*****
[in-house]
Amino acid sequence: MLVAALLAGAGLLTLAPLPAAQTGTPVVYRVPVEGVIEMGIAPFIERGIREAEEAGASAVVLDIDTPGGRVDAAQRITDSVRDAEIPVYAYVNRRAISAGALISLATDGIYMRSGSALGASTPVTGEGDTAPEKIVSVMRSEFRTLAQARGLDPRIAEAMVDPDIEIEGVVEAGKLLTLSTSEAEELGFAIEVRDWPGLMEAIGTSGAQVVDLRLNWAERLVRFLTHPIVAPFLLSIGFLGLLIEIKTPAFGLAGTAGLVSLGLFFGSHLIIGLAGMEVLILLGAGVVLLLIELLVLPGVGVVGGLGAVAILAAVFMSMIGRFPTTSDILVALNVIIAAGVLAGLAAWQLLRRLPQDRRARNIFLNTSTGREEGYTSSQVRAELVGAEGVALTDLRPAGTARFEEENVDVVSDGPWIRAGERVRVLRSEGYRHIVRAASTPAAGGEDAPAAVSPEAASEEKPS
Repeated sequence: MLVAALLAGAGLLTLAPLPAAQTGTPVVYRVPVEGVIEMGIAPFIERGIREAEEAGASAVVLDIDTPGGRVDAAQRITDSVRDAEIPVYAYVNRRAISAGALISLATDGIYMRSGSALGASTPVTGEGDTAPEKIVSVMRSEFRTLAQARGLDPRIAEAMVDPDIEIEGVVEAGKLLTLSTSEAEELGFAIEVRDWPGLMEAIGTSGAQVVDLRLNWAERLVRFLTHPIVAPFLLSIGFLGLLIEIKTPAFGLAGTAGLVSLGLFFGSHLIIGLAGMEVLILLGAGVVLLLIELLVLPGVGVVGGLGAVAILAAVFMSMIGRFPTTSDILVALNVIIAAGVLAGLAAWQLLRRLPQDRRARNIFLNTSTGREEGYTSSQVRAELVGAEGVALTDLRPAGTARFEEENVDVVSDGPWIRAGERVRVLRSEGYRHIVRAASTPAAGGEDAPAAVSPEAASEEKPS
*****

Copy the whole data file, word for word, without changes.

[in-house]
Amino acid sequence: MLVAALLAGAGLLTLAPLPAAQTGTPVVYRVPVEGVIEMGIAPFIERGIREAEEAGASAVVLDIDTPGGRVDAAQRITDSVRDAEIPVYAYVNRRAISAGALISLATDGIYMRSGSALGASTPVTGEGDTAPEKIVSVMRSEFRTLAQARGLDPRIAEAMVDPDIEIEGVVEAGKLLTLSTSEAEELGFAIEVRDWPGLMEAIGTSGAQVVDLRLNWAERLVRFLTHPIVAPFLLSIGFLGLLIEIKTPAFGLAGTAGLVSLGLFFGSHLIIGLAGMEVLILLGAGVVLLLIELLVLPGVGVVGGLGAVAILAAVFMSMIGRFPTTSDILVALNVIIAAGVLAGLAAWQLLRRLPQDRRARNIFLNTSTGREEGYTSSQVRAELVGAEGVALTDLRPAGTARFEEENVDVVSDGPWIRAGERVRVLRSEGYRHIVRAASTPAAGGEDAPAAVSPEAASEEKPS
Repeated sequence: MLVAALLAGAGLLTLAPLPAAQTGTPVVYRVPVEGVIEMGIAPFIERGIREAEEAGASAVVLDIDTPGGRVDAAQRITDSVRDAEIPVYAYVNRRAISAGALISLATDGIYMRSGSALGASTPVTGEGDTAPEKIVSVMRSEFRTLAQARGLDPRIAEAMVDPDIEIEGVVEAGKLLTLSTSEAEELGFAIEVRDWPGLMEAIGTSGAQVVDLRLNWAERLVRFLTHPIVAPFLLSIGFLGLLIEIKTPAFGLAGTAGLVSLGLFFGSHLIIGLAGMEVLILLGAGVVLLLIELLVLPGVGVVGGLGAVAILAAVFMSMIGRFPTTSDILVALNVIIAAGVLAGLAAWQLLRRLPQDRRARNIFLNTSTGREEGYTSSQVRAELVGAEGVALTDLRPAGTARFEEENVDVVSDGPWIRAGERVRVLRSEGYRHIVRAASTPAAGGEDAPAAVSPEAASEEKPS